R1200S and ST Base Runs and Comparisons With Older Models - Written Sept ‘06
As is the policy of BMW Australia these days, every shop has a demo of all the new models sent out before the models actually hit, which is a rather good idea. And, as such, when said demos get past the first service I usually take the opportunity to zip them down to the dyno to see what they make. As someone who owned and loved the previous model sport boxer the R1100S I was keen to see how it had changed.
You don’t have to ride too far to notice how much lighter and responsive to input it feels. Nor do you have to open the throttle too far to know it’s quite a lot faster, especially when you get some revs on it. I tend to be a bit sceptical of the BMW claimed outputs, which, like the new Ducati power rating system, seems to not correspond to closely with the Dynojet result. BMW claim 122 for this model, whereas they claimed 98 for the 1100. The graphs below show they’re not quite there, but it is a very significant increase. Green is 1100S, red is 1200S. Power first, then torque. Both bikes are in std trim.
Yes, it really does have 20 more hp. The performance changes to the engine, like the other 1200 hex head series engines, are two fold. More power through bigger valves, higher RPM limit, etc, and less rotating mass. Plus the balance shaft and counterweighted timing gears to make them smoother too. On the road it translates to lifting the front wheel in first gear without provocation, and can be somewhat scary when you do provoke it without thinking too hard, as I found out.
As the torque curves show, it makes much more high RPM torque than the previous model, and this is what gives the power increase. It feels very nice on the road, and really likes to be revved. With the surprisingly low cost Ohlins optioned in, it’ll be a very nice road bike in the same way the 1100S was, but faster and more suited to the track day end of the scale. Some will complain about the lack of touring ability, but that’s the way it goes with traditional BMW customers it seems. Something they’re trying to change with the newer, sporty models, but it will take a while.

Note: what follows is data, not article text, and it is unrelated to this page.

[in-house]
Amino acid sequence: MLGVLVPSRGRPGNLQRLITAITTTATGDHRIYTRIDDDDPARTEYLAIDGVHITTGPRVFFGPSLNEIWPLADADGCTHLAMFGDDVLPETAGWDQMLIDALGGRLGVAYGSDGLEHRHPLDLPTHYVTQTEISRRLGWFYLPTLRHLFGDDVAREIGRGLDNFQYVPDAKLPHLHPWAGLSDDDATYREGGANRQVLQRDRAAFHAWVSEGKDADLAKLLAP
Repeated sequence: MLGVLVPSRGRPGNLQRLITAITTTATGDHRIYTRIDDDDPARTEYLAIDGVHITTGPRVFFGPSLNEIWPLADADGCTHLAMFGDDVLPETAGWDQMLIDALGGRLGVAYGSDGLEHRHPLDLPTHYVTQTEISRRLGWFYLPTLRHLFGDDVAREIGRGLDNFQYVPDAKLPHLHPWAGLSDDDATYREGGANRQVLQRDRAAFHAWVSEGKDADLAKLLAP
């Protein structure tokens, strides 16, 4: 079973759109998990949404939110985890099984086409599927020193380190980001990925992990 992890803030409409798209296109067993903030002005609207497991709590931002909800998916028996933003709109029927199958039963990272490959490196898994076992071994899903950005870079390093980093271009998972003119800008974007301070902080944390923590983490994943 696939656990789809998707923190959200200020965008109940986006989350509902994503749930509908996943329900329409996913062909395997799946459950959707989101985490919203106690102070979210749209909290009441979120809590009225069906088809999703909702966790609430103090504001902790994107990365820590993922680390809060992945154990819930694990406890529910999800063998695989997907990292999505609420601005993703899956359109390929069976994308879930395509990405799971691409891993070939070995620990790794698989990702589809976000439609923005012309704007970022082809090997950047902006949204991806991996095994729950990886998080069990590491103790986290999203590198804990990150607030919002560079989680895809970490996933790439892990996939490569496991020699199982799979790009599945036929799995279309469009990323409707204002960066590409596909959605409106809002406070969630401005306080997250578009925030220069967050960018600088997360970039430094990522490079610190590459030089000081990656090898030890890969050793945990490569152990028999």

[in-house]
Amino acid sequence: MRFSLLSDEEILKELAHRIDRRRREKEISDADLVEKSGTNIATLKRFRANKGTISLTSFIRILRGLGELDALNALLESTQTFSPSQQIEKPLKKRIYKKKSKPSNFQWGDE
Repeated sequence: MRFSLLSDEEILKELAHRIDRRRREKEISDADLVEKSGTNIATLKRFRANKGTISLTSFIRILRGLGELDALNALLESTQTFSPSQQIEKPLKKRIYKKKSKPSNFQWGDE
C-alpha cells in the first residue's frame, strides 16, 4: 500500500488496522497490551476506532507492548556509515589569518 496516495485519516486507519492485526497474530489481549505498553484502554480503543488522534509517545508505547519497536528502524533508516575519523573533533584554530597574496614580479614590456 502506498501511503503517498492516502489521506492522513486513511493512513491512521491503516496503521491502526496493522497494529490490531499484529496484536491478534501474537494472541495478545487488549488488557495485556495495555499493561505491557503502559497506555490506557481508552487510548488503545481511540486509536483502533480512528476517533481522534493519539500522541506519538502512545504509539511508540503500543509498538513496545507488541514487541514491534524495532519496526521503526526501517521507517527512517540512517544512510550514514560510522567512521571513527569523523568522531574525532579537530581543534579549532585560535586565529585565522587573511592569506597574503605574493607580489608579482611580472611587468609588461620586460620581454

And, if you‘re after a touring edge, the 1200ST is the model that replaces the R1150RS and partly the 1100S. The first time I rode the ST I was quite impressed with how nice it felt on the road. I’d say (as have many others who have owned the 1200ST and 1100S) that it out-sports the 1100S, as well as being more comfortable and faster to boot. Looks a bit funny at first, but that grows on you (or doesn’t) and you can’t see what it looks like when you’re riding anyway.
The next graphs show the 1200ST compared to the 1100RS and 1150RS. Green is 1150RS, blue 1100Rs and red 1200ST. You can see the ST curve is less linear than the two RS’s, probably due to the different style exhaust and higher performance orientated tuning. The peak torque numbers of the ST are quite a bit higher than the RS’s, more so than the increase in capacity only would lead to, which is contrasted by the two dips in the curve. Power first, then torque. Again, all bikes are in std trim.
Just like the 1100 and 1150 RS spec engines, the ST engine doesn’t require it to be revved right out to give good performance, making good power all the way through the RPM range. It’s quite a nice engine to use.
Next we’ll compare them all on one graph. 1100S is green, 1200S is red, 1200ST is blue, 1150RS is yellow, 1100Rs is pink.
You can see the ST is better than the 1200S up to 6,500 RPM, but then the top end power of the 1200S takes over, just like the engines feel on the road Given their respective design briefs, it’s what you’d expect. In terms of all round power output, they’ve come quite a long way since the first of the 4 valve boxers (1100RS). Considering that, as an engine design, it’s well outdated and has the fundamental problem of the airflow going along the same axis as the crank, and not across it, it’s an impressive evolution. And although it’s an outdated design, as a combination of engine design and model suitability to air cooled cylinders sticking out the side it works very well.
With the exception of high lean angle of course, but then again ground valve covers always have an air of cool about them.